The Digital Universe can display constellation drawings (connect-the-dot style) or the standard IAU (International Astronomical Union) boundaries. No mythological images are provided for overlay.
As mentioned above, The Digital Universe provides a powerful and versatile ephemerides function. Except for some special purpose professional software, this is the best type of program I have seen for this purpose. I would like to have the ability to add more columns; the design obviously is made to fit on a printed page, but most of what I want them for is digital manipulation of data.
The Digital Universe’s sky charts are controlled by the current screen display and actually in some ways look better than the screen because they are printed as a photographic negative. This is a standard astronomical technique for field atlases because it allows you to see finer details than you can see on the screen itself. Small black spots on white paper stand out more than small white spots on black paper. And as the manual points out, it uses a lot less ink.
Just remember, if you’re taking your printouts out in the field to do serious astronomy, a page protector will help keep the moist night air and spilled coffee from ruining your finder charts; inkjet printouts are particularly sensitive to moisture.
The best “hidden feature” of the Digital Universe is actually another program, called 3-D Stars. Sacrificing everything for display speed, this program gives you the ability to travel through the local neighborhood of our galaxy, changing direction, speed, and orientation, and giving you a very “warp speed” effect. The actual positions of thousands of stars are plotted in three dimensions, and as you fly through constellations you can see that in many cases the stars are not located in the same place in space, but are merely aligned along the same direction.
The program also uses red-green glasses to display the stars in 3-D. This is such a fun feature it alone is worth the price.
An exhaustive reference list shows the origin of every single algorithm used to compute the star, planet, moon, and asteroid positions. Students and professionals wanting to document the methods used to generate technical diagrams will be able to do so in great detail.
A built-in feature shows all the standard astronomical systems for measuring time, including Local Mean Time, Local Sidereal Time, Universal Sidereal Time, Universal Mean Time, and even dynamical time, most of which are used only for astronomical calculations. This is definitely a feature appreciated by users of telescopes in observatories, as it helps you precisely align your telescope and contributes to calculations such as astronomical photometry. These time calculations, of course, depend on your having your system clock set precisely.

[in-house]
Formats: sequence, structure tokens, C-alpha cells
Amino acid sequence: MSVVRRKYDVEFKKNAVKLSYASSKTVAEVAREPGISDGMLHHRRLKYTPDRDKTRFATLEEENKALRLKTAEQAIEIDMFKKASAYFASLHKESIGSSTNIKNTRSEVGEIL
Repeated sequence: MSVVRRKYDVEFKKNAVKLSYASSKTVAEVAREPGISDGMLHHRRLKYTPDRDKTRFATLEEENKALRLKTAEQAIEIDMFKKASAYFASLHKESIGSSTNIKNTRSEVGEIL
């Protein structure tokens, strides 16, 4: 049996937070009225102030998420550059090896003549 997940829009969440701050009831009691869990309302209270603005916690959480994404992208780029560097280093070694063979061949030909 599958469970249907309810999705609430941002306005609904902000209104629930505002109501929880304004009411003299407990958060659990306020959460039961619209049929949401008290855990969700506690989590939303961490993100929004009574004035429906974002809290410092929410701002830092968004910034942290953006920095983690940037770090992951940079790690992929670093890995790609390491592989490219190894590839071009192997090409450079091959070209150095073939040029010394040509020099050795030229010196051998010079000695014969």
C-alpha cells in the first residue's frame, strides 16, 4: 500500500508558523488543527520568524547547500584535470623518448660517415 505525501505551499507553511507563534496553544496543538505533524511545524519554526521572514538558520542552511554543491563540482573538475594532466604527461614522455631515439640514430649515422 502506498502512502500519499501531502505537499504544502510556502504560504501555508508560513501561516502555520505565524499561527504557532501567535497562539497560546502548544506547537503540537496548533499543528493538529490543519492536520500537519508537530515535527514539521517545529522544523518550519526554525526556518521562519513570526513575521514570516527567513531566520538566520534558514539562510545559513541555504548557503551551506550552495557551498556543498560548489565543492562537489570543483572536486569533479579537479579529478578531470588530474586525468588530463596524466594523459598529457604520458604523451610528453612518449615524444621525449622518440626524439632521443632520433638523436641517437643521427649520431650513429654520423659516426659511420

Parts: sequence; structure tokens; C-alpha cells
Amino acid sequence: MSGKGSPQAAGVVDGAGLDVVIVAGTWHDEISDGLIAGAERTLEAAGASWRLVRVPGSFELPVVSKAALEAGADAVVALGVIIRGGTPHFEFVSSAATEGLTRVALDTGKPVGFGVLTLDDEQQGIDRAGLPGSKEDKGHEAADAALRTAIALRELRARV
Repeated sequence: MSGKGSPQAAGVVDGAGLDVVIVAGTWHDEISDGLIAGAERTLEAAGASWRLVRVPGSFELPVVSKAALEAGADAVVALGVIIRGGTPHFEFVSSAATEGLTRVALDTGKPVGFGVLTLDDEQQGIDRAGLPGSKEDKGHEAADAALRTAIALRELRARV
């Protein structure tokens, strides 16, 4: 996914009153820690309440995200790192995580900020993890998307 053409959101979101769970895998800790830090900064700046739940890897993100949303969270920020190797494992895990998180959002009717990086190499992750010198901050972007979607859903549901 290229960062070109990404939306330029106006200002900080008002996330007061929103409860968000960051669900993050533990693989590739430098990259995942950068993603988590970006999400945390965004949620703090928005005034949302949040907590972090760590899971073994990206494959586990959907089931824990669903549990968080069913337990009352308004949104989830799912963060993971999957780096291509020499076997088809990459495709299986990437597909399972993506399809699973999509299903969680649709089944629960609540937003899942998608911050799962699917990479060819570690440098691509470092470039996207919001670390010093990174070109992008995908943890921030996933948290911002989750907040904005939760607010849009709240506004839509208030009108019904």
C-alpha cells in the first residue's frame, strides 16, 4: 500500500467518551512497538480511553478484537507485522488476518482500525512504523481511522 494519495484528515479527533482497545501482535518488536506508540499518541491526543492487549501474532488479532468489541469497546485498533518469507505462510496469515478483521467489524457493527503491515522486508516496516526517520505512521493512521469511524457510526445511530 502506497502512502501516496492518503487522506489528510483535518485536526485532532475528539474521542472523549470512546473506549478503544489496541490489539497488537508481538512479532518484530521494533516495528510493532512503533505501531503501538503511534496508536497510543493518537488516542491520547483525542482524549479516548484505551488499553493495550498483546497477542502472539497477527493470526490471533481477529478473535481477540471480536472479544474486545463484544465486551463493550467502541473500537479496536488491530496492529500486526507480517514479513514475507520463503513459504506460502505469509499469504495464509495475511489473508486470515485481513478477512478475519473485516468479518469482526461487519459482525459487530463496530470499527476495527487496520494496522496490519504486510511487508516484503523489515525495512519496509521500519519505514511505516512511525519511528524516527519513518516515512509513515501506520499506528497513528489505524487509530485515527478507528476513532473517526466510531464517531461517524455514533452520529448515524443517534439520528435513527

The Digital Universe is not as slick or as easy to use as competitor’s products. It’s interface has some odd quirks, mainly in how information is entered, but these are not a barrier to anyone with an amateur astronomer’s knowledge of astronomy. The intended audience of amateur astronomers, professionals, and advanced students should find it useful because of its excellent ephemerides generator, printed chart appearance, high accuracy, and detailed references. Beginners will probably find the delay for screen redraws annoying and the interface difficult to use.
The included program for flying through local stars, called 3D Stars, is very responsive and makes you feel like you’re piloting a real spacecraft through actual constellations instead of random streaming stars like an ordinary Windows screen saver. The 3-D glasses work well on a good monitor, although monitors not color-adjusted may not work as well. This program would be an excellent candidate for programming a specific keyboard control map onto your favorite joystick.
Is it worth the approximate US$95 you would spend on it? I would say yes, if you’re in the intended target audience. If you are a beginner or an educator looking for a program to demonstrate astronomical principles to younger children, you should look at one of the other packages available. I think Syzygy should split off the 3D stars application and offer it at a reduced price for those interested both in astronomy and in 3-D applications.
Update: Mike Parkes of Space.com, the publishers of Starry Night, wrote me to point out some errors in my review of Starry Night. First, it is possible to add custom sprites for use in the horizon definition (but you have to read the manual to find out how). Second, although the Pro version has a separate tool for angular measurement, the other versions can do it by clicking and dragging across the image. (This doesn’t seem to be the case for the “Freeman” edition included with my high school astronomy textbooks, and astronomy students are the ones who need the feature most.) The last point has to do with printing star charts. I stated that the program simply prints what is displayed on the screen, but I didn’t say that you could control the printout in the Pro version.
Update: Since I wrote my review of TheSky, an updated version has come out that addressed some of the points I made in my review plus many other enhancements, such as additional models of telescopes available for control, some user interface tweaks, and additional object databases. The program has also been Carbonized for Classic Mode use with Mac OS X and tested on “all the latest Macintosh models.” If you have the program, check out the extensive notes at www.bisque.com and download the free update.
Astronomy Software Reviews
Keywords: #astronomysoftware #thedigitaluniverse #3dstars
Short link: http://goo.gl/oShlnE